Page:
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ALAMEDA , NEW MEXICO. A historic Native American and Hispanic settlement since pre-historic times.

Alameda Chapel of the Immaculate Conception, ca. 1900

From 1832 until the 1904 flood, this Alameda Chapel of the Immaculate Conception, later named Nativity of Mary, stood in the old plaza just north of the intersection of Rio Grande and Alameda Boulevards. Courtesy Museum of New Mexico, Negative #104662.

Alameda means a grove, or the place of trees, in this case a grove of cottonwoods.

The post - revolt Hispanic plaza of Alameda was located immediately north of the intersection of Rio Grande Boulevard and Alameda Road until 1903. At that time, destruction by floodwaters forced the church to move southeast to its present location at 4th and Alameda.

The claims of the Town of Alameda and Elena Gallegos grants posit a different course for the Rio Grande through the Alameda area in the early eighteenth century, one that ran close to hills east of the present bed. Jose Urrutia's map of 1769 placed Alameda on the east side of the Rio Grande, showing that the river changed course to its present bed sometime between 1710 and 1769 (Town of Alameda Grant: 20-21,83; Elena Gallegos Grant:3; sergeant 1987:39 44).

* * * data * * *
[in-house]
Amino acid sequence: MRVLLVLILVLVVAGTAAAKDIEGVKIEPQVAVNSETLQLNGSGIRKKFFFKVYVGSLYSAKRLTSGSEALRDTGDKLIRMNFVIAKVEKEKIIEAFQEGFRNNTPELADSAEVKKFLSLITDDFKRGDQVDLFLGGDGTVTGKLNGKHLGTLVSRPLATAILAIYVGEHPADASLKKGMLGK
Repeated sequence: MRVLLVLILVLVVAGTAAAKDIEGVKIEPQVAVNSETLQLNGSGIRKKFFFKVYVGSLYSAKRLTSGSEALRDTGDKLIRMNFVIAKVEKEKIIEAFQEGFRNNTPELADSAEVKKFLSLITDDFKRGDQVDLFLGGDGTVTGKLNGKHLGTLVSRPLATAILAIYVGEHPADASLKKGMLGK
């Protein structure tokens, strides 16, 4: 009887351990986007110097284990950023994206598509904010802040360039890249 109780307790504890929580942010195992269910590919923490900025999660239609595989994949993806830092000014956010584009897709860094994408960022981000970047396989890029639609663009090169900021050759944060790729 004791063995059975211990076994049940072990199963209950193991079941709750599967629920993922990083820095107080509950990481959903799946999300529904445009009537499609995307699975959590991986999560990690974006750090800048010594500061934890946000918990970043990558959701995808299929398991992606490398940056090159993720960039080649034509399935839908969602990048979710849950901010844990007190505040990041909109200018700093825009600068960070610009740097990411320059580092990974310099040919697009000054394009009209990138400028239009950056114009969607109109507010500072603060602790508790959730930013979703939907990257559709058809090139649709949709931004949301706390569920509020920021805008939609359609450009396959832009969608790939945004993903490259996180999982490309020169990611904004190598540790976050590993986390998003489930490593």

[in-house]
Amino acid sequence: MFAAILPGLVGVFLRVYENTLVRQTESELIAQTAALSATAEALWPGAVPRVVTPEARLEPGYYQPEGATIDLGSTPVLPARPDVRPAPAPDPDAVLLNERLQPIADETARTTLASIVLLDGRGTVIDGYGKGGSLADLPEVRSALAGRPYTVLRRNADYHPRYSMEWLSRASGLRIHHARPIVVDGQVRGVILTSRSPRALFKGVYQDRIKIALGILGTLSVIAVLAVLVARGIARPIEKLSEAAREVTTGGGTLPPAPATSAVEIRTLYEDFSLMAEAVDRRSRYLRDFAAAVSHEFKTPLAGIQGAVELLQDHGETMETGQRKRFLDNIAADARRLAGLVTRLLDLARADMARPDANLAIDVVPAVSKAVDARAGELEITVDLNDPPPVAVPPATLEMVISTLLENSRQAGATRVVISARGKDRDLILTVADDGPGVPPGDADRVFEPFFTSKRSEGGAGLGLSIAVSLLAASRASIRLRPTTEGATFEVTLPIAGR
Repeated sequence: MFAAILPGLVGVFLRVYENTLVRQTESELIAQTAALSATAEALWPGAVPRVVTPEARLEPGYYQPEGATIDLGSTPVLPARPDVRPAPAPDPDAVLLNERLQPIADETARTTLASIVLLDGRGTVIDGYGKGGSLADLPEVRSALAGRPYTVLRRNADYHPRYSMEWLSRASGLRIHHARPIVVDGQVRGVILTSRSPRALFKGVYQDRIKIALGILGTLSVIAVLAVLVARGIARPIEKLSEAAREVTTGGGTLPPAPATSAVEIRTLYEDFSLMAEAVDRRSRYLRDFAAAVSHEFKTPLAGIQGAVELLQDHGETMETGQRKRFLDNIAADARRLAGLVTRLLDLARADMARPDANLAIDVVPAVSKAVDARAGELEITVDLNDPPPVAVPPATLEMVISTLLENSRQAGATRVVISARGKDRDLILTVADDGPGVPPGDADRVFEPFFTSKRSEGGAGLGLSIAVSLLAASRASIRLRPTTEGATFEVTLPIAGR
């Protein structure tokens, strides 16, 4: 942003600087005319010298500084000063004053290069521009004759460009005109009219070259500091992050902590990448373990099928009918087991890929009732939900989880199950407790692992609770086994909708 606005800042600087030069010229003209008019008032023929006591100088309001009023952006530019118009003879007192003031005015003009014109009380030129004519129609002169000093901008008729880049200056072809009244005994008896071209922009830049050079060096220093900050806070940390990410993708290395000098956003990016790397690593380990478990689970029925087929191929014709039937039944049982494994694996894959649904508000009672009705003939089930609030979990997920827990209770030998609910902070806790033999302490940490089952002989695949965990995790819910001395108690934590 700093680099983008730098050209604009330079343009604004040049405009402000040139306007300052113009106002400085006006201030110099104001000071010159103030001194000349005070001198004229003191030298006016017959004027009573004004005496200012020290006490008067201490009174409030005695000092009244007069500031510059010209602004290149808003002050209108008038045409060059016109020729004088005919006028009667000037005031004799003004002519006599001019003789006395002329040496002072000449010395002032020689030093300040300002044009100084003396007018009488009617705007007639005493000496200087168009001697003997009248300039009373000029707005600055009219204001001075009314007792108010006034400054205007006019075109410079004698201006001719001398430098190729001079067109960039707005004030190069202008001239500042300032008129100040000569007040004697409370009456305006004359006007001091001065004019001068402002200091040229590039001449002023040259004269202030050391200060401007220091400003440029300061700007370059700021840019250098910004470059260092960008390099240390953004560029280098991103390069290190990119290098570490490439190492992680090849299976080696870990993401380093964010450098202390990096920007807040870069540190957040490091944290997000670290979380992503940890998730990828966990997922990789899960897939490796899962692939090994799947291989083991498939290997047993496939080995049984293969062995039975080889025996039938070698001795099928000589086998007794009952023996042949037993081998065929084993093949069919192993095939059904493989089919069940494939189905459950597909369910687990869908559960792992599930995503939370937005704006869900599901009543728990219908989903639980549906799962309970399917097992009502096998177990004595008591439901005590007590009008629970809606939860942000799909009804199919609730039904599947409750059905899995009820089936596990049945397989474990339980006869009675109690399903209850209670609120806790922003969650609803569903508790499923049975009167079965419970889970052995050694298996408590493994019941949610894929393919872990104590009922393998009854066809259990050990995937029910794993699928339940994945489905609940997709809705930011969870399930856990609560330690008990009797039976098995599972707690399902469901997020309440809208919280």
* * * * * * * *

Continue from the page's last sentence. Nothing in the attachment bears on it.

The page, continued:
The church there was -dedicated to Santa Ana, according to Vetancurt, , and it was burned in the 1680 revolt (Vetancurt 1961:267). In his reminiscences, recorded in 1777, Juan Candelaria gave a post-conquest history in which Alameda was repopulated in 1702 by Tiwa Indians; they were relocated to Isleta in 1708; the town was settled by Spaniards in 1711; and construction of the church began in 1712 (Armijo 1929:276-278). In 1754, rather Jose Manual San Juan Nepomuceno y Trigo reported that the residents of Alburquerque actually lived on their farms in Alameda and only inhabited Alburquerque on Sunday (Hackett 1937:464).

A recent archeology dig near the corner of Alameda and Rio Grande Blvds. where more than 40 skeletons were recovered shows continual occupation of the area since the re-conquest to the present by Spanish settlers. It has more recently become popular with upscale housing and urban fringe activities such as hiking, bicycling and fishing. Historically the area has been the location to a Tewa pueblo named Alameda.